I’m gonna swing from the chandelier

Back when I was an undergraduate at Harvard, we were pretty sure that Andrew Lloyd Weber’s Phantom of the Opera was camp. The travelling performance at the Segerstrom tonight confirmed it readily. The show is a grand, bloviating, overbearing noise, so confident in its declamations that it bored literally every single soul in the theater, on stage and off.

Phantom of the Opera doesn’t know it’s camp. It takes itself maddeningly seriously. There are holes in the story big enough to drop a chandelier through — why don’t all the theater performers merely quit when the Phantom threatens violence? Why don’t the policemen immediately shoot the Phantom either of the times they have him in their sights? (He manages to get in several long refrains before anyone can pull a trigger at him.) Why does the Phantom set the cemetery on fire? How does one burn a cemetery? Are headstones flammable?

Beeeewaaaaaare, the Phantom of the Awwwwwpraaaaaa! The melodic concepts are, to be fair, up there with Mozart and Wagner. But the orchestration is stuck firmly in 1987. It neither requests nor requires any apologies for the blaring front-and-center synthesizers. Waaaaaaaaaaaaa, waaa waa waa waa waaaaaaaaaaaaaaa! Listen to this goddamn song, you rubes! Weber stole the Phantom of the Opera theme from Pink Floyd’s song “Echoes.” No, really, he did, note for note.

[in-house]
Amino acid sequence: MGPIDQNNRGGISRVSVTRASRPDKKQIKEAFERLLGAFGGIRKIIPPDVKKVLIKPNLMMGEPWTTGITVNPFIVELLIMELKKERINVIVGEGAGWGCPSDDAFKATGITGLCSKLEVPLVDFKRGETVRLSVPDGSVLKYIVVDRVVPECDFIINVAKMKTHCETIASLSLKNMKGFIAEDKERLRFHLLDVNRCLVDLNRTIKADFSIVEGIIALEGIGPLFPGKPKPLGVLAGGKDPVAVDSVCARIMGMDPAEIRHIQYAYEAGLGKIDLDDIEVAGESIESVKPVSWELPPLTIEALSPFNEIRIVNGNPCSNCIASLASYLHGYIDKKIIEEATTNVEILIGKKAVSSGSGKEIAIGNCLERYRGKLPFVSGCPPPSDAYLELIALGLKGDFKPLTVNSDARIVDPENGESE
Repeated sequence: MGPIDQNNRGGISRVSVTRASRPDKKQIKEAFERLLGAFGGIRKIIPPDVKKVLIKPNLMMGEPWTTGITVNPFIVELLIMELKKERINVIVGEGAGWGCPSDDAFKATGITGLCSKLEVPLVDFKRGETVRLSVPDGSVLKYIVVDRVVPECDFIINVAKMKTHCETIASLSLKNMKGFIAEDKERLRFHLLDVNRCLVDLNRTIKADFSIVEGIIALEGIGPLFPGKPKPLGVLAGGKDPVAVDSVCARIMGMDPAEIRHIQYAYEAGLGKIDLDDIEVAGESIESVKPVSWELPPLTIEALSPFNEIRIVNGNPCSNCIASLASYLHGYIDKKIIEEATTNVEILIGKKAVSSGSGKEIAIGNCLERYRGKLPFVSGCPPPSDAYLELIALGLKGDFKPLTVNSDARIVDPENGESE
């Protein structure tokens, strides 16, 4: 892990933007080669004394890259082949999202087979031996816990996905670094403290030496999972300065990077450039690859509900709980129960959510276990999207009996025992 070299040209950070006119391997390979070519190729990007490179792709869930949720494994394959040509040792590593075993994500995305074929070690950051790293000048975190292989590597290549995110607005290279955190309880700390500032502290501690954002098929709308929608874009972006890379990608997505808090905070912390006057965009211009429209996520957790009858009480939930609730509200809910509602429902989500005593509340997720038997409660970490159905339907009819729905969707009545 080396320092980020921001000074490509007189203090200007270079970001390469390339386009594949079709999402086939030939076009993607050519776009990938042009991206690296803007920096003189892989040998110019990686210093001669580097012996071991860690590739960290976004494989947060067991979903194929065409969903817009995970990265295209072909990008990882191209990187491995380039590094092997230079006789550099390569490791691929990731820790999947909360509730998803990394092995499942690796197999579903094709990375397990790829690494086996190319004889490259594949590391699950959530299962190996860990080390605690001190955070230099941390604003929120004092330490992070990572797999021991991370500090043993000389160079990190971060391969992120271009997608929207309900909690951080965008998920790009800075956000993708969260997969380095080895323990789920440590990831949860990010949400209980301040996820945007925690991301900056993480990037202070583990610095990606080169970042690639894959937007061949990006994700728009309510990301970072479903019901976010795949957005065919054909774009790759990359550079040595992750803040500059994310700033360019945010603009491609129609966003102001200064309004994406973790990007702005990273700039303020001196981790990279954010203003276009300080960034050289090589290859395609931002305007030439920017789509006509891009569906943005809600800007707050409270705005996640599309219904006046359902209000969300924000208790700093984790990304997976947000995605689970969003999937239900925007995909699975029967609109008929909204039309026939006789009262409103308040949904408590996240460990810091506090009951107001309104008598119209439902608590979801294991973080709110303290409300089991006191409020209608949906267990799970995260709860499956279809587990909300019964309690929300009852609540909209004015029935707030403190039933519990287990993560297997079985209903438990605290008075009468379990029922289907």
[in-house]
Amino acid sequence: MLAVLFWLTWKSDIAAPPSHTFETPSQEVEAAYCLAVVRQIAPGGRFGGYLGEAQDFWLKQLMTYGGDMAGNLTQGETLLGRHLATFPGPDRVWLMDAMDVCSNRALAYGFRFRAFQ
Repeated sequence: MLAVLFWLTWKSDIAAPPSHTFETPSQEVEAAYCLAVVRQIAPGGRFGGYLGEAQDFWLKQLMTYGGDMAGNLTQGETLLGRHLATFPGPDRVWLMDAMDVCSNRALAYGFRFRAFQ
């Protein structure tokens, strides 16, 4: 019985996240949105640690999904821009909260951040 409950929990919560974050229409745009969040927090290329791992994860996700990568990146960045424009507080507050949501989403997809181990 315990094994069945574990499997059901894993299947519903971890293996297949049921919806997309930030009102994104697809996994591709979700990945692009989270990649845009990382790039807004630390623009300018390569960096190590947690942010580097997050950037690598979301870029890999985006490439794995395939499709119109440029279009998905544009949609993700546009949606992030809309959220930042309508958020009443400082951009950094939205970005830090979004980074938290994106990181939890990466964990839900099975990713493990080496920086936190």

And during intermission, the only thing anyone could talk about was how fast the chandelier dropped. Man, did you see that thing fall? It fell really fast! I thought it might not stop! Whoa, that was scary, that chandelier. Nevertheless, when an act one climax depends on a prop and not on story meaning, then your story needs retooling. And that’s why Phantom is not aging gracefully — its emotional core doesn’t exist until Act 2, when the Quasimodo storyline takes over.

So why does Phantom refuse to give up the ghost? For the same reason Ringling Brothers does: it’s a spec-tickle, something to give the out of towners the smell of elephants and the sense that They’ve Seen A Shew. It’s loud and busy and ornate and noisome and not in the least bit sincere, just like a circus ought to be.